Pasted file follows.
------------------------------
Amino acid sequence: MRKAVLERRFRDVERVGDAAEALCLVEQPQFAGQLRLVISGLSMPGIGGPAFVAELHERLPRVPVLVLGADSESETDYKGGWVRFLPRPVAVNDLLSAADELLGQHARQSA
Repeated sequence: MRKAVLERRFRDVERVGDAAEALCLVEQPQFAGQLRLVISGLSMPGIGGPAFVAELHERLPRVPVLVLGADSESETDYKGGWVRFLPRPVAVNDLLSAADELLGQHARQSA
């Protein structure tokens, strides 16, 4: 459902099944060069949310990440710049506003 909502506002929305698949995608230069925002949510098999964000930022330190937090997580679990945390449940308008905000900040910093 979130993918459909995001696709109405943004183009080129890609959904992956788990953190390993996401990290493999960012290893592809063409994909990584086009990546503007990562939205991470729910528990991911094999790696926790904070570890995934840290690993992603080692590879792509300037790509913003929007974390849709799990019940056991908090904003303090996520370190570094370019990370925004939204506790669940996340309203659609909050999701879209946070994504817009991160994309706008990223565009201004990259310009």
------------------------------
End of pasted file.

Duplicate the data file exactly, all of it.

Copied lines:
Amino acid sequence: MRKAVLERRFRDVERVGDAAEALCLVEQPQFAGQLRLVISGLSMPGIGGPAFVAELHERLPRVPVLVLGADSESETDYKGGWVRFLPRPVAVNDLLSAADELLGQHARQSA
Repeated sequence: MRKAVLERRFRDVERVGDAAEALCLVEQPQFAGQLRLVISGLSMPGIGGPAFVAELHERLPRVPVLVLGADSESETDYKGGWVRFLPRPVAVNDLLSAADELLGQHARQSA
């Protein structure tokens, strides 16, 4: 459902099944060069949310990440710049506003 909502506002929305698949995608230069925002949510098999964000930022330190937090997580679990945390449940308008905000900040910093 979130993918459909995001696709109405943004183009080129890609959904992956788990953190390993996401990290493999960012290893592809063409994909990584086009990546503007990562939205991470729910528990991911094999790696926790904070570890995934840290690993992603080692590879792509300037790509913003929007974390849709799990019940056991908090904003303090996520370190570094370019990370925004939204506790669940996340309203659609909050999701879209946070994504817009991160994309706008990223565009201004990259310009």